The retail drain is a particularly acute problem for Colorado municipalities. Since 1982, when the state adopted the Gallagher Amendment -- which limits the percentage of taxes coming from homeowners' property taxes -- cities have relied on sales taxes for as much as two-thirds of their budgets. This puts leaders in a never-ending race for sales-tax dollars and the shopping destinations that generate them. But the big mall developers are looking for strategic geography that's based not so much on population as on income levels. Retail developers follow the money -- and the money follows the retail developments.
While most of the housing stock in Northglenn is affordable -- about 97 percent fits the guidelines, according to Sullivan -- and accessible to a broad pool of people, that pool is also shallow and could dry up during an economic downturn. A greater diversity of income levels (i.e., more rich people) would mean more disposable income, which would mean more money spent at local retail outlets, which would mean more tax dollars that the city can spend on fixing potholes and buying firefighter uniforms. "But we don't have a balance of housing that we need to attract people to come to the community with a higher income bracket," Sullivan acknowledges. For a town, it's like trying to play a game of Battleship with only tugboats.
And so an inner-ring suburb like Northglenn is stuck both geographically and economically in the middle of everywhere -- and going nowhere. Its housing is too old to be new and too new to be old. Its population isn't affluent enough to draw upscale retailers, but not downtrodden enough to qualify for federal or state renewal dollars.
"So when the city's mothers and fathers take a look at the numbers," Sullivan says, "They say, 'My goodness, is this what's going to happen? How do we intervene?'"
Kathy Mott became an official suburbanite in 1960, when she moved to 11183 Northglenn Drive with her husband and two small children. She was 25 years old; her husband, a Denver native, worked for the Civil Service. They chose the cheapest home North Glenn offered, the "Matchless" model, for $11,700. It had two bedrooms, a 10-by-11-foot kitchen, an unfinished basement and no garage. But no down payment was required, just $400 plus closing costs.
The North Glenn subdivision was a Perl-Mack project, devised by Samuel Primack and Jordan Perlmutter, who'd recently completed their first development of more than a thousand homes near 77th Avenue and Pecos Street, an area now within unincorporated Adams County. The team had been looking for more space to build on, and settled on some land along the recently completed expansion of I-25, then known as the Valley Highway.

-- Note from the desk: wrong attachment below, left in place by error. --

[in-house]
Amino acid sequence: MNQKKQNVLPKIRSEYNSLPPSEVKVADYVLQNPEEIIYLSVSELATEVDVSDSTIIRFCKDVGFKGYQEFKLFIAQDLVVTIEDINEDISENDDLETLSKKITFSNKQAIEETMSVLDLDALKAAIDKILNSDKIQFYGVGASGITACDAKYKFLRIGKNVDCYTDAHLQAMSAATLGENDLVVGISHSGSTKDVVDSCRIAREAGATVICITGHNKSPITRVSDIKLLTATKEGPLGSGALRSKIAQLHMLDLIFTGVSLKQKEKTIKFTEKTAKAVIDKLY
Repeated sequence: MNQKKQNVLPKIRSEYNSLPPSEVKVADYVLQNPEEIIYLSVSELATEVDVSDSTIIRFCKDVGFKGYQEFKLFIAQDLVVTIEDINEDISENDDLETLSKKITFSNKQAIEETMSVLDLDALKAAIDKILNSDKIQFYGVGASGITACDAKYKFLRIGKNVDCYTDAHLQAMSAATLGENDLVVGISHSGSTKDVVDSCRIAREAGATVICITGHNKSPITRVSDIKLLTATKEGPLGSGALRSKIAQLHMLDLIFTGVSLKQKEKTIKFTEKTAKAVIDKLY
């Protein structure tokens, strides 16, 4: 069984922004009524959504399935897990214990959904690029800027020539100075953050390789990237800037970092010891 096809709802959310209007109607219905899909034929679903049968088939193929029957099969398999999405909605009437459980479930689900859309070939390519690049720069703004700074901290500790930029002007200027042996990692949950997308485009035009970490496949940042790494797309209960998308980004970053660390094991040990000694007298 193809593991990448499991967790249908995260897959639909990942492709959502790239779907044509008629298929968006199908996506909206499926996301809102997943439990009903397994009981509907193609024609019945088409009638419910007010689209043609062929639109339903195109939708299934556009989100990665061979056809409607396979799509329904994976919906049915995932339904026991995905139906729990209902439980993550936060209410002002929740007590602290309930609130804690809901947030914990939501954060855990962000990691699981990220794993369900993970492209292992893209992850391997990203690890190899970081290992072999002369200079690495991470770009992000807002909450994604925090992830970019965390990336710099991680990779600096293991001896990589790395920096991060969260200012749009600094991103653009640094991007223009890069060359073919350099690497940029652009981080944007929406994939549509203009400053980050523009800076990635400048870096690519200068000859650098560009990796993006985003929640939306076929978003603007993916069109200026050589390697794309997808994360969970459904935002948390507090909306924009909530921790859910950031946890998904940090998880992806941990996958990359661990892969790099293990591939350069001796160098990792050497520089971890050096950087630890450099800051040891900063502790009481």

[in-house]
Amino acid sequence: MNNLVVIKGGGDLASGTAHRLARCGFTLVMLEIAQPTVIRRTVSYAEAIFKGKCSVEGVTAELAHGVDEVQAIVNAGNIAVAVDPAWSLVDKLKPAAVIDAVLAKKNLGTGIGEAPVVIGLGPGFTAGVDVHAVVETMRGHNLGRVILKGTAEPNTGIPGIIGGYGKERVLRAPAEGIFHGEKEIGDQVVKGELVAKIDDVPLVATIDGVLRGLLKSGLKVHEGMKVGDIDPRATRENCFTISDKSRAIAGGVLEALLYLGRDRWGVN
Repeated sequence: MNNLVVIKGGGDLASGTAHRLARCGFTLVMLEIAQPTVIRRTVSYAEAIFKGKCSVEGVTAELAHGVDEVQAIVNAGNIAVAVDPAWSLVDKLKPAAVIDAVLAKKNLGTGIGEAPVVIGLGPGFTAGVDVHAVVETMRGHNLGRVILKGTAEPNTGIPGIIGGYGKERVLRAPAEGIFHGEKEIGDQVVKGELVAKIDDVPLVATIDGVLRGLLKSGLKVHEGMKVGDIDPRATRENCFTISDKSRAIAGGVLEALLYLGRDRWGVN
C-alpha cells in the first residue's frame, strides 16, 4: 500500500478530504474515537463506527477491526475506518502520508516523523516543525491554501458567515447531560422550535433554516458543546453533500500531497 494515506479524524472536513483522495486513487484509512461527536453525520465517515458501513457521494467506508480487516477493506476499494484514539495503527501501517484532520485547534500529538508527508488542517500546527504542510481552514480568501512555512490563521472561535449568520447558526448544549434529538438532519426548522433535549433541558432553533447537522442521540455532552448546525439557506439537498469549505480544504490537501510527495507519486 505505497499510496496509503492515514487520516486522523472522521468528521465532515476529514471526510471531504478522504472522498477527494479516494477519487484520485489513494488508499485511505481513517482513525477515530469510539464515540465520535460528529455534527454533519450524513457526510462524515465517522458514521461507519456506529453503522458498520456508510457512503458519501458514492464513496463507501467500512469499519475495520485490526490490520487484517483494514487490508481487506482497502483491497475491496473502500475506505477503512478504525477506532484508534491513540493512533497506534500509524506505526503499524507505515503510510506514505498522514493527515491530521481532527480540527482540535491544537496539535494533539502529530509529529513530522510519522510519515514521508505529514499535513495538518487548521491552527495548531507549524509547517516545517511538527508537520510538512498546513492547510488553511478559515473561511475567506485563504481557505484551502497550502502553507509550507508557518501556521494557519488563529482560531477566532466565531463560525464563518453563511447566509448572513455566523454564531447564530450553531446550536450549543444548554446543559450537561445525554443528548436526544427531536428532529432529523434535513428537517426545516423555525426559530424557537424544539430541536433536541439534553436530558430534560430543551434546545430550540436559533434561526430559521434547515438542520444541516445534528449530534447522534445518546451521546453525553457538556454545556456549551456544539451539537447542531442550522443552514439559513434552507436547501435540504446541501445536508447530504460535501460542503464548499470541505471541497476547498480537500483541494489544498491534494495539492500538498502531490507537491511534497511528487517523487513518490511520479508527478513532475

"There was a need in the metropolitan area for this type of housing," Perlmutter recalls.
Suburbs were not a new phenomenon; Denver had been sprouting developments of single-family homes along streetcar lines since the 1870s. But the rise of the automobile had provided millions with superior mobility and convenience, and the Interstate Highway Act of 1956 would birth another 42,000 miles of new highways, providing access to cheap land outside the city center for completely auto-dependent developments. From 1952 to 1960, the nation invested $100 billion to raise 11 million housing units across the country. With the Federal Housing Administration underwriting new housing and the GI Bill underwriting veterans, families hurried to their little houses on the former prairie.
Many of the post-World War II developments were mass-produced Levittowns: row after row of units laid down on the landscape like plops of cookie dough, with little consideration given to public infrastructure or employment and retail centers. But Perl-Mack wanted North Glenn to be different. The developers mapped out drawings for a functioning regional center with housing, industrial, commercial and retail laid out along a wide-open bucolic landscape. The residential component included parks, neighborhood schools and recreational amenities like swimming pools.
"People weren't planning total communities at that time," says Perlmutter. "It was a new idea."
"It was exciting to move into a brand-new community," Mott remembers.